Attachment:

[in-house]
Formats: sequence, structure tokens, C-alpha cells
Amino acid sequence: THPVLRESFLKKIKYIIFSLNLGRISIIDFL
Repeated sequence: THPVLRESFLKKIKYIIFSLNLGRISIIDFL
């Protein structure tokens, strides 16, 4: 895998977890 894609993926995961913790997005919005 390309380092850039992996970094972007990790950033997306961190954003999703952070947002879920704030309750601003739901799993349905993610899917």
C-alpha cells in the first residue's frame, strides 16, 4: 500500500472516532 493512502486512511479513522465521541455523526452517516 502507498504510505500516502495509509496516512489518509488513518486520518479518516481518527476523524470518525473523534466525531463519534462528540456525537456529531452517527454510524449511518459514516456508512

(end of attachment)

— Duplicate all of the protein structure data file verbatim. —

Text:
[in-house]
Formats: sequence, structure tokens, C-alpha cells
Amino acid sequence: THPVLRESFLKKIKYIIFSLNLGRISIIDFL
Repeated sequence: THPVLRESFLKKIKYIIFSLNLGRISIIDFL
């Protein structure tokens, strides 16, 4: 895998977890 894609993926995961913790997005919005 390309380092850039992996970094972007990790950033997306961190954003999703952070947002879920704030309750601003739901799993349905993610899917």
C-alpha cells in the first residue's frame, strides 16, 4: 500500500472516532 493512502486512511479513522465521541455523526452517516 502507498504510505500516502495509509496516512489518509488513518486520518479518516481518527476523524470518525473523534466525531463519534462528540456525537456529531452517527454510524449511518459514516456508512